# The Ultimate Guide to Calculating Customer Lifetime Value

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When it comes to business, and picking up a calculator it can be one of the most mundane and difficult tasks. I was never taught the importance of maths for business purposes, so when I have to calculate important figures, it is always a pain of a task.

This calculation is usually done on a per customer basis, but is determined for the average customer in your target market. If you have more than one target market, you may find that there is a different in customer lifetime worth.

## Why is Customer Lifetime Value Important?

It is no news to you that it costs more to acquire a new customer, than it does to retain an existing one. Understanding your CLV (customer lifetime value) is crucial for increasing profitability, retention and overall sales success. Here are three reasons why your CLV should be a vital part of your business model, and customer retention strategy.

## 1. True Focus and Understanding On Your ROI

Knowing your CLV helps you focus on the communication channels that give you the most profitable customer. The way you market your business and the channels you use should be determined by the lifetime value a customer contributes to your business, rather than the gross profit on an initial purchase.

## 2. Give Life To Your Customer Retention Strategy

Your customer retention strategy should reflect not the value of instant revenue a customer drives, but the impact they had on the average CLV of your target audience.

## 3. Effective Communication & Nurturing

Knowing your CLV allows you to improve the relevance of your marketing with more effective content, and the ability to nurture your customers the way they want to be nurtured. Spend more of your time focused on the customers with a higher CLV, remember; 20% of your customers generate 80% of your revenue (Pareto’s Principle).

There are two different ways you can calculate your CLV; Historic CLV, and Predictive CLV.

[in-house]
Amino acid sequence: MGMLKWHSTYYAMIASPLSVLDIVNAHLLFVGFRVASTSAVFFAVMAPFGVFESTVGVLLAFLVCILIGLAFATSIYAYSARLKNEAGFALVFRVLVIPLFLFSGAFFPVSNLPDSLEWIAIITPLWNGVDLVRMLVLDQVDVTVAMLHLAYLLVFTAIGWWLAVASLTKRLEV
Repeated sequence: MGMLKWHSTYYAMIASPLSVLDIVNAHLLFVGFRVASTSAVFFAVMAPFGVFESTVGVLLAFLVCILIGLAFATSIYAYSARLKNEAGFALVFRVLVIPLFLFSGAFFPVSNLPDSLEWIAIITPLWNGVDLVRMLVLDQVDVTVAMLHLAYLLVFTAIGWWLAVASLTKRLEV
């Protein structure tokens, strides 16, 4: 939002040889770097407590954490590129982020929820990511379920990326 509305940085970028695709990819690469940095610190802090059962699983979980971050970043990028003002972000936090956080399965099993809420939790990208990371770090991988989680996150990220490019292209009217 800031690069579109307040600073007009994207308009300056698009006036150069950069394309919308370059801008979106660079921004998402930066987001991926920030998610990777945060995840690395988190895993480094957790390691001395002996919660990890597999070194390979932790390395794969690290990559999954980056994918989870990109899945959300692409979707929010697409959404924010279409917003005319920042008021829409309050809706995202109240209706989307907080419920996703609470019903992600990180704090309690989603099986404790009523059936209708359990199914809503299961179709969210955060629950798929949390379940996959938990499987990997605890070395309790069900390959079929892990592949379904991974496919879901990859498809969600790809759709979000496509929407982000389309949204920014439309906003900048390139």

## Historic CLV

Historic CLV is a good indication of your customer lifetime value and is simply the sum of the gross profit from all historic purchases from a specific customer. This is how the calculation works;

CLV (Historic) = Transaction 1 + Transaction 2 + Transaction 3 + Transaction N X AGM.

Transaction N = the last transaction a customer made.

AGM = Average Gross Margin.

You can calculate your CLV using your net profit, but this is a highly complex calculation and will have to be updated constantly. Using your gross margin is just as effective, and will give you great insight into how much each customer is worth to date.

## Predictive CLV

This is a much more in depth and complex calculation of your CLV and will take into account previous transaction history and behavioural indicators. As long as you are calculating correctly, this will be very accurate.

Predictive CLV calculates the total value a customer will eventually give to your store over their entire lifetime.

According to Valdimir Dimitroff;

“CLV is always the NPV (net present value) of the sum of all future revenues from a customer, minus all costs associated with that customer.”

Here is the simple way to calculate Predictive CLV:

Where:

T = Average monthly transactions

AOV = Average order value

ALT = Average Customer Lifespan (in months)

AGM = Average gross margin

Let’s call the above equation gross margin contribution per customer lifespan (GML).

Here is the detailed way to calculate Predictive CLV;

Where:

R = monthly retention rate

D = monthly discount rate.

Here is a screen grab of my customer lifetime value, which is available for download here, completely free of charge.

How do you calculate your customer’s lifetime value, and were you surprised by the number?